Driver, co-driver and machine against the elements
The late British legends Colin McRae and Richard Burns became stars in the World Rally Championship but that’s only the tip of an iceberg, because in the UK alone rallying is enjoyed by thousands of competitors across dozens of championships and events.
Special Stage rallying is probably the best known branch of the discipline but navigational events on the public highway, known as Road Rallies, have a long and successful history and are easily accessible to anyone with a road car and driving licence.
How does Rallying work?
Stage Rallies mainly take place in the forests and comprise loops of competitive sections, or stages, with the winner being the crew (driver and co-driver) that completes them all in the lowest aggregate time. The co-drivers read route direction notes issued by the organisers on both the stages and the linking road sections to ensure the car is heading the right way.
For Road Rallies on the public highway the emphasis is as much on navigation as driving skill. The navigator, who uses Ordnance Survey maps to direct the driver around the route, must be very careful with timing – it’s just as bad if you check in too early as it is to check in too late at a time control.
There are several different forms of road-rallying such as Touring Assemblies with no timing, Economy Runs, Historic Rallies for classic cars and more competitive night events, where the emphasis is on good navigation and time-keeping. Lots of well-known rally co-drivers cut their teeth in Britain’s road-rally scene and went on to stardom in the World Rally Championship.
Most local motor clubs run what is known as a ’12 Car’ event, which is ideal for starting out in any kind of rallying – this is limited to 12 cars and just about any car can take part. You do not need special equipment to take part in road events, just the relevant map, a map magnifying glass and map light.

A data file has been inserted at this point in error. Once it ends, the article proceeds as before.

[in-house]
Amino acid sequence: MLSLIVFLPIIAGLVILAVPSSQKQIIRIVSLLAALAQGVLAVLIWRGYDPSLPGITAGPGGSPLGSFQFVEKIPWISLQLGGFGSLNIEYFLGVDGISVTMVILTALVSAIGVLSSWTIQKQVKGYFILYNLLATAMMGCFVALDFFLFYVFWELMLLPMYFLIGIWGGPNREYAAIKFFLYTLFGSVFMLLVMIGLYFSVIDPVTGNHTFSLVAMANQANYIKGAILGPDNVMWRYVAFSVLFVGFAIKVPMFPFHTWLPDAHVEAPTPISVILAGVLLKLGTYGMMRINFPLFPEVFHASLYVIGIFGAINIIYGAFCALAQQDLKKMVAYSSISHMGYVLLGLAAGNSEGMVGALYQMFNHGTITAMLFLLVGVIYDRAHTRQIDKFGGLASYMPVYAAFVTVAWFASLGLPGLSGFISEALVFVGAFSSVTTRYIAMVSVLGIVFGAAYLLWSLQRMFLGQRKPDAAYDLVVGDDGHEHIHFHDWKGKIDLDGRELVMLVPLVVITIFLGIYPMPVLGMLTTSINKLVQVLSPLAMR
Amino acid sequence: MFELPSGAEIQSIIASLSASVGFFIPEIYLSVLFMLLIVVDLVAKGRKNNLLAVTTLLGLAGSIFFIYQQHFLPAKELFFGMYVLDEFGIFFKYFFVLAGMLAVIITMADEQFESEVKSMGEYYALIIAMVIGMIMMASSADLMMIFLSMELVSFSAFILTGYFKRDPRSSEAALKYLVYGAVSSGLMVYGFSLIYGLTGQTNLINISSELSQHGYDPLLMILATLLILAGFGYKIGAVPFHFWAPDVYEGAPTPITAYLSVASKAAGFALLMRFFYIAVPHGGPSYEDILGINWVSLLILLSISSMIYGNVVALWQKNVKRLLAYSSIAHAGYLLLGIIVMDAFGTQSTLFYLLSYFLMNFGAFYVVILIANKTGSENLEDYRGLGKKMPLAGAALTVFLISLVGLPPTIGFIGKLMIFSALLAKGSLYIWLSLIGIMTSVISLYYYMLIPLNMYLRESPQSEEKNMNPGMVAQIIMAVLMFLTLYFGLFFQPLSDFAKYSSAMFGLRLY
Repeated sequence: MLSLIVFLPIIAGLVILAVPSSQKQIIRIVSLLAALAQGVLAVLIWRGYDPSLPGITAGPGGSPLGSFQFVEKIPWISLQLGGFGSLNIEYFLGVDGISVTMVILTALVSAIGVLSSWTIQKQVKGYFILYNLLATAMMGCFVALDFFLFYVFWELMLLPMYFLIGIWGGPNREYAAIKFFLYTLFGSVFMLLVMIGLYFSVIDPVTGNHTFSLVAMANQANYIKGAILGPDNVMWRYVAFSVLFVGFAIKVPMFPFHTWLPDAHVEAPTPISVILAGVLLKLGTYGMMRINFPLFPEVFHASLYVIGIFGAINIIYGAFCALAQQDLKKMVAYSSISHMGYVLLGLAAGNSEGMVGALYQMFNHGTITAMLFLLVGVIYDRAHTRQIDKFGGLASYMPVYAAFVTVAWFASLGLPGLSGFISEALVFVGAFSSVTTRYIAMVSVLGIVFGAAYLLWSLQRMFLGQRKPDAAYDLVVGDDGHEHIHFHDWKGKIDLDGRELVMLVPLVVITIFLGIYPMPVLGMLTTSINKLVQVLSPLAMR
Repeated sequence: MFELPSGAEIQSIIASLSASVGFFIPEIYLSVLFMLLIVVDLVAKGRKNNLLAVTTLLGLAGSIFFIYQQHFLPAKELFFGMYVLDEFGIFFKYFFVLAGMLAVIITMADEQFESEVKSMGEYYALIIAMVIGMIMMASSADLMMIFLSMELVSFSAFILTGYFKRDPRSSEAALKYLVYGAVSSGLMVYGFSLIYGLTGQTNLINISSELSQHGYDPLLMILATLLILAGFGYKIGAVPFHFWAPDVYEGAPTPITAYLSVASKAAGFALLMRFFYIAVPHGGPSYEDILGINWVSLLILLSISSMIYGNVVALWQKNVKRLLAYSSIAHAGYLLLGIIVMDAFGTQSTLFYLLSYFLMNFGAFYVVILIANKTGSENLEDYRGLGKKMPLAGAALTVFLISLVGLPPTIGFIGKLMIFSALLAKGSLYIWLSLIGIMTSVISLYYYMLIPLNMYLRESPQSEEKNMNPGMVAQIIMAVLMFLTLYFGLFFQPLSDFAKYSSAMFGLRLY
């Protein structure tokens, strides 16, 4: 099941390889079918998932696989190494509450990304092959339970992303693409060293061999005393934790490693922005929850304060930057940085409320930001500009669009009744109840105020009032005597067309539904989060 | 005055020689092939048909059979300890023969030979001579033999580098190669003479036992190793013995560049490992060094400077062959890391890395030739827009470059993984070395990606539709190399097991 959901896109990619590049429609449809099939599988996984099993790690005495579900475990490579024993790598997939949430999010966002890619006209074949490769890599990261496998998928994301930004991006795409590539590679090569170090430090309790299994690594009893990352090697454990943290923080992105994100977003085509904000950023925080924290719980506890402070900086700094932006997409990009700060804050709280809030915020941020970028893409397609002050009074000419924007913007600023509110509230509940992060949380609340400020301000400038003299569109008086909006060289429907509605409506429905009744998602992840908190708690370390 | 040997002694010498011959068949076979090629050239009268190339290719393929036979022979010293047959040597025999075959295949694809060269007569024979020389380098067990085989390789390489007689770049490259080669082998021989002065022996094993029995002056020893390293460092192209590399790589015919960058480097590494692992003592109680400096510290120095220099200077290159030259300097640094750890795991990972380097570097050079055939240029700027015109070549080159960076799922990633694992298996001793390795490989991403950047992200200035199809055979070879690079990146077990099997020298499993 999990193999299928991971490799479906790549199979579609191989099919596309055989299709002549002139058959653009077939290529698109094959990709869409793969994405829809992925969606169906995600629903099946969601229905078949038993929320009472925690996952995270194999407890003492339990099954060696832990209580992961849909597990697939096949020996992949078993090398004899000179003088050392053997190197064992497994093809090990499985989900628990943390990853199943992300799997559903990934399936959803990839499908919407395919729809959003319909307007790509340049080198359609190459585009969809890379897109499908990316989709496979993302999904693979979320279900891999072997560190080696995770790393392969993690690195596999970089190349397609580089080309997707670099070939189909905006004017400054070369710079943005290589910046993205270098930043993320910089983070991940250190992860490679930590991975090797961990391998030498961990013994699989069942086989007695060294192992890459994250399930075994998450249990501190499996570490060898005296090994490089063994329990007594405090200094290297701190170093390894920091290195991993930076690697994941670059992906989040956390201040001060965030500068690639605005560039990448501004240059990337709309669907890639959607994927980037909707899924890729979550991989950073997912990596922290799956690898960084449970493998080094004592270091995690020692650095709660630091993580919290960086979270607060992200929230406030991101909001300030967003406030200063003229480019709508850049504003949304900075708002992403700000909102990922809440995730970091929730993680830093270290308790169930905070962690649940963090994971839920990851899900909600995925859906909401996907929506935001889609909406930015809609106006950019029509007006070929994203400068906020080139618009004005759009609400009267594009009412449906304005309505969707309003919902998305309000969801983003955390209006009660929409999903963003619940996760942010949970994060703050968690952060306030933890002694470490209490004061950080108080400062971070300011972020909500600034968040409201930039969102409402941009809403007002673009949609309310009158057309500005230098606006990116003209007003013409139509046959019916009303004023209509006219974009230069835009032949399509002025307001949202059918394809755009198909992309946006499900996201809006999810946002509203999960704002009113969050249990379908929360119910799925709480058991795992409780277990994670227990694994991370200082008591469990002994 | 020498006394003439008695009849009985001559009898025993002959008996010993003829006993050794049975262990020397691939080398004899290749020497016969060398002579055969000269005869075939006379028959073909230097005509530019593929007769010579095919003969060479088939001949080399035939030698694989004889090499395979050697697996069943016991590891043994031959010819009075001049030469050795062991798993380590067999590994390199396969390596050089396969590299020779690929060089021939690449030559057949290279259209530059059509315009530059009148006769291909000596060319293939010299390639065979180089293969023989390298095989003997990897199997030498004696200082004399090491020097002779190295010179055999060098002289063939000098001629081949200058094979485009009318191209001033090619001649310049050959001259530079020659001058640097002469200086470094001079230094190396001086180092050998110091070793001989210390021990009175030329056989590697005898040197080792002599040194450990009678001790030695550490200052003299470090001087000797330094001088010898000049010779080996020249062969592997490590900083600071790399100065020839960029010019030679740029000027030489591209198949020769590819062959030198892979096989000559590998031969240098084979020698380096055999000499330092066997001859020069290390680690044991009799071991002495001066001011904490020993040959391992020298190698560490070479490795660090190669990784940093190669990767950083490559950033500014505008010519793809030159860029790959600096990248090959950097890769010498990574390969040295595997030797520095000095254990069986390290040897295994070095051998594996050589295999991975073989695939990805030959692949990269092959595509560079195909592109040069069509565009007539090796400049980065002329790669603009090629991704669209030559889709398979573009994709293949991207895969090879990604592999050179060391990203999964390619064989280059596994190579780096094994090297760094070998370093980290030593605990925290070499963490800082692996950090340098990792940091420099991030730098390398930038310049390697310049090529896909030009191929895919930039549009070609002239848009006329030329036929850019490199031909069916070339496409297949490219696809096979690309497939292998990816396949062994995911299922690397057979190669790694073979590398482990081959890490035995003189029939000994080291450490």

How do I start?
You can compete as a driver from age 14 in a Junior Stage Rally – for more details see the Under-18 Motorsports page.
As an adult, to get involved in Stage Rallying, you’ll need a full DVLA driving licence. Then you need to buy a Go Rallying starter pack, pass a BARS test and then apply for a RS Inter Club – Stage Rally Competition Licence. If you just want to co-drive, you can apply for a Navigator’s licence without having to pass the BARS course.
If you want to be a driver you will need to have a full driving licence and be at least 17 years of age but you can compete as a navigator from as young as 12.
What kind of car do I need?
For Road Rallying all you need is a taxed and insured road car with a valid MOT certificate.
For Stage Rallies you will need a car that complies with the regulations. This will generally entail modifying the car with safety components such as a roll cage, special seats and harnesses, fire extinguishers and suchlike. You can either buy such a car second-hand and prepare it yourself, or you can get a preparation company to modify a standard road car for you.
As Stage Rally cars have to use the public highway to get between stages the car will also need to be taxed and insured with an MOT certificate, as in Road Rallying.
What safety equipment needs to be fitted to my car?
Stage Rally cars are required to have safety equipment such as a Roll Over Protection System (ROPS), FIA-homologated seats and harness, and two fire extinguishers, details of which can be found in section R of the Motorsport UK Yearbook.
Technical regulations for Stage Rallying are also found in section R of the Motorsport UK Yearbook. Specific event or Championship regulations are found in Supplementary Regulations (SRs) made available by the organiser.
What personal protective equipment do I need to wear?
As a minimum you will be required to wear a helmet and flame resistant overalls to approved standards. Details can be found in section R and section K of the Motorsport UK Yearbook.
What is a category 2 Stage Rally car?
A Category 2 Stage Rally car is a car which no longer retains the manufacturer’s drive train configuration (for example a front-wheel-drive car converted to rear-wheel-drive), a car which has undergone extensive chassis modifications, or a car which has a replacement engine of more than a 25% capacity increase over the original. Further details can be found in the Category 2 guidance notes.
To obtain a Category 2 Stage Rally Vehicle Identity Form, the vehicle will need to be inspected by a Motorsport UK Technical Commissioner. Further details on the procedure can be found in the Category 2 guidance notes.